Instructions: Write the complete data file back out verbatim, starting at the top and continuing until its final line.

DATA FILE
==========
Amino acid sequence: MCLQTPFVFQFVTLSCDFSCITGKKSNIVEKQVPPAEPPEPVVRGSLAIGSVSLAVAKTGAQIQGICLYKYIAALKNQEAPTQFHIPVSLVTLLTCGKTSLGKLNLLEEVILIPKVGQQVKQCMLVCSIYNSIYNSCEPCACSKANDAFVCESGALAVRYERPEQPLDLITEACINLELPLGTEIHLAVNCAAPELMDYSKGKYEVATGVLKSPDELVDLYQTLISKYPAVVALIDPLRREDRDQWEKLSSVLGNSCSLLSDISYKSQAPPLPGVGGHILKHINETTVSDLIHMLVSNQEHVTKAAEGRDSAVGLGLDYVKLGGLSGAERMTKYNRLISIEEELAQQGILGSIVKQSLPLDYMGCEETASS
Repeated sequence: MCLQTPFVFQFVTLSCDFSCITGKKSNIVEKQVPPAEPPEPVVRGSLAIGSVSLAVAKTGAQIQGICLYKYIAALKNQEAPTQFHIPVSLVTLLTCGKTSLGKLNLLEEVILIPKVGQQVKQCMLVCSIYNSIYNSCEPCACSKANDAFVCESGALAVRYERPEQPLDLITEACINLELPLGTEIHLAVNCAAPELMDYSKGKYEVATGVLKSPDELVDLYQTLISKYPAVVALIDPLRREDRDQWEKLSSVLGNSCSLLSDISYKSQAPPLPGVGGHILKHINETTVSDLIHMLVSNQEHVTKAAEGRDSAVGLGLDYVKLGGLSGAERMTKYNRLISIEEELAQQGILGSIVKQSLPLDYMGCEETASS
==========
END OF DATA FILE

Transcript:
Amino acid sequence: MCLQTPFVFQFVTLSCDFSCITGKKSNIVEKQVPPAEPPEPVVRGSLAIGSVSLAVAKTGAQIQGICLYKYIAALKNQEAPTQFHIPVSLVTLLTCGKTSLGKLNLLEEVILIPKVGQQVKQCMLVCSIYNSIYNSCEPCACSKANDAFVCESGALAVRYERPEQPLDLITEACINLELPLGTEIHLAVNCAAPELMDYSKGKYEVATGVLKSPDELVDLYQTLISKYPAVVALIDPLRREDRDQWEKLSSVLGNSCSLLSDISYKSQAPPLPGVGGHILKHINETTVSDLIHMLVSNQEHVTKAAEGRDSAVGLGLDYVKLGGLSGAERMTKYNRLISIEEELAQQGILGSIVKQSLPLDYMGCEETASS
Repeated sequence: MCLQTPFVFQFVTLSCDFSCITGKKSNIVEKQVPPAEPPEPVVRGSLAIGSVSLAVAKTGAQIQGICLYKYIAALKNQEAPTQFHIPVSLVTLLTCGKTSLGKLNLLEEVILIPKVGQQVKQCMLVCSIYNSIYNSCEPCACSKANDAFVCESGALAVRYERPEQPLDLITEACINLELPLGTEIHLAVNCAAPELMDYSKGKYEVATGVLKSPDELVDLYQTLISKYPAVVALIDPLRREDRDQWEKLSSVLGNSCSLLSDISYKSQAPPLPGVGGHILKHINETTVSDLIHMLVSNQEHVTKAAEGRDSAVGLGLDYVKLGGLSGAERMTKYNRLISIEEELAQQGILGSIVKQSLPLDYMGCEETASS